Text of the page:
Environmental controls on the thermal structure of alpine glaciers Department of Earth Sciences, Simon Fraser University, 8888 University Drive, Burnaby, BC, Canada
31 Jan 2013
Received: 21 August 2012 – Published in The Cryosphere Discuss.: 12 September 2012 Abstract. Water entrapped in glacier accumulation zones represents a
significant latent heat contribution to the development of thermal structure.
It also provides a direct link between glacier environments and thermal
regimes. We apply a two-dimensional mechanically-coupled model of heat flow to
synthetic glacier geometries in order to explore the environmental controls on
flowband thermal structure. We use this model to test the sensitivity of
thermal structure to physical and environmental variables and to explore
glacier thermal response to environmental changes. In different conditions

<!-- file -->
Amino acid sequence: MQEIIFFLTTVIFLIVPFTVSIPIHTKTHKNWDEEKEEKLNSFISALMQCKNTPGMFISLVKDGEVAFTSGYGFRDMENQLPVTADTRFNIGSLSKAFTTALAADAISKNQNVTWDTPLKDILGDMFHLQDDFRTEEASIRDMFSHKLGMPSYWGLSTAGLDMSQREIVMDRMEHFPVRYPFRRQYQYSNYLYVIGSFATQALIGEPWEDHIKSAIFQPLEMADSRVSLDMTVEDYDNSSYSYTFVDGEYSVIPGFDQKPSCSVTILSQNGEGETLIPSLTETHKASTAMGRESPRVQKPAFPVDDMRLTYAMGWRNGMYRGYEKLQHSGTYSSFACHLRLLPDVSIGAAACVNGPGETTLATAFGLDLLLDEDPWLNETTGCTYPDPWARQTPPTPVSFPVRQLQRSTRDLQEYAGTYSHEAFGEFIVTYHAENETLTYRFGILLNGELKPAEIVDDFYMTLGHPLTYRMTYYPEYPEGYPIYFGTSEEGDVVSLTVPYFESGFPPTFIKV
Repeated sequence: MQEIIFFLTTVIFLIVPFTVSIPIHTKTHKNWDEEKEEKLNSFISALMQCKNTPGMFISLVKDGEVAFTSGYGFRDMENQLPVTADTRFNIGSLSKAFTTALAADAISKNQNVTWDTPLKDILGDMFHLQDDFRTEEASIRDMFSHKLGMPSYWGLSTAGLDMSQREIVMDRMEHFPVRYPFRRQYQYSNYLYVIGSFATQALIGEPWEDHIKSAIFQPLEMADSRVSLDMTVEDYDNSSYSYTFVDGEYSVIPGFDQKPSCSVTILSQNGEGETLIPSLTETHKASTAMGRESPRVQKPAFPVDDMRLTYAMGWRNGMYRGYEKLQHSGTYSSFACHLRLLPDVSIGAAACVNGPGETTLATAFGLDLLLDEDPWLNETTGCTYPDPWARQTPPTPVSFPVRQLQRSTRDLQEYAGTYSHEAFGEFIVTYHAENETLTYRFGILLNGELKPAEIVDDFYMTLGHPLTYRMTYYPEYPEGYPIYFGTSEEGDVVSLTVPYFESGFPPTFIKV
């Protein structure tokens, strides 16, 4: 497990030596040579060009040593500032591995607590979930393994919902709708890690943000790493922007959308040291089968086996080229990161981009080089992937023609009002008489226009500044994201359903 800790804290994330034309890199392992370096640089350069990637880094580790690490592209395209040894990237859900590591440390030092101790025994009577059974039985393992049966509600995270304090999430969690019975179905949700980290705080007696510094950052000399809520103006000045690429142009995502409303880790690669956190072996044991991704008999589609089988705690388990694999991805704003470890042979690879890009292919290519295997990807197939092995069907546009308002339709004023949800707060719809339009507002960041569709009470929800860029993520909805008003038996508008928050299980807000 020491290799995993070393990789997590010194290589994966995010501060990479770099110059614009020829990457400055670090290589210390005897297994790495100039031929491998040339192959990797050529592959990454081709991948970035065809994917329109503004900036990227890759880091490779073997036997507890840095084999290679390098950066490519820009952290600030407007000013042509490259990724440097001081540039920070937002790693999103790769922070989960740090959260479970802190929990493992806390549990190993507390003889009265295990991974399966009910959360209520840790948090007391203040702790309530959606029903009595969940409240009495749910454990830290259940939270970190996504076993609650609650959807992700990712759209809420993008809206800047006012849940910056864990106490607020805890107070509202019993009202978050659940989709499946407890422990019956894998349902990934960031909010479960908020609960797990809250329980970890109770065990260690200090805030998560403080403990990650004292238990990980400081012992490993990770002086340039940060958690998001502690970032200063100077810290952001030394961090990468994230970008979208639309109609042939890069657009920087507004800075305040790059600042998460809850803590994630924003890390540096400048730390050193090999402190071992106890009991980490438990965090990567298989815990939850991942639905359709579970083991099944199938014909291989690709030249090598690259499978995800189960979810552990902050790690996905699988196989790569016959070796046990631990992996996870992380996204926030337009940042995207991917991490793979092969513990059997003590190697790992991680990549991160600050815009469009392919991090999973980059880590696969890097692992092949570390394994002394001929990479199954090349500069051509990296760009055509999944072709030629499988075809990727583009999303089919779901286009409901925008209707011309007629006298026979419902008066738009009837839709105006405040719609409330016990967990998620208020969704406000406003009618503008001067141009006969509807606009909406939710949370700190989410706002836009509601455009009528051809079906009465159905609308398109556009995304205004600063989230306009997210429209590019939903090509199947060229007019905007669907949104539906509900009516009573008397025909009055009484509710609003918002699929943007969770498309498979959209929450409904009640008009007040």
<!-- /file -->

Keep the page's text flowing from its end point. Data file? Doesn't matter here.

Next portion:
consistent with a warming climate, mean glacier temperature and the volume of
temperate ice may either increase or decrease, depending on the competing
effects of elevated meltwater production, reduced accumulation zone extent and
thinning firn. For two model reference states that exhibit commonly-observed
thermal structures, the fraction of temperate ice is shown to decline with
warming air temperatures. Mass balance and aquifer sensitivities play an
important role in determining how the englacial thermal regimes of alpine
glaciers will adjust in the future.
Revised: 21 December 2012 – Accepted: 22 December 2012 – Published: 31 January 2013
Citation: Wilson, N. J. and Flowers, G. E.: Environmental controls on the thermal structure of alpine glaciers, The Cryosphere, 7, 167-182, doi:10.5194/tc-7-167-2013, 2013.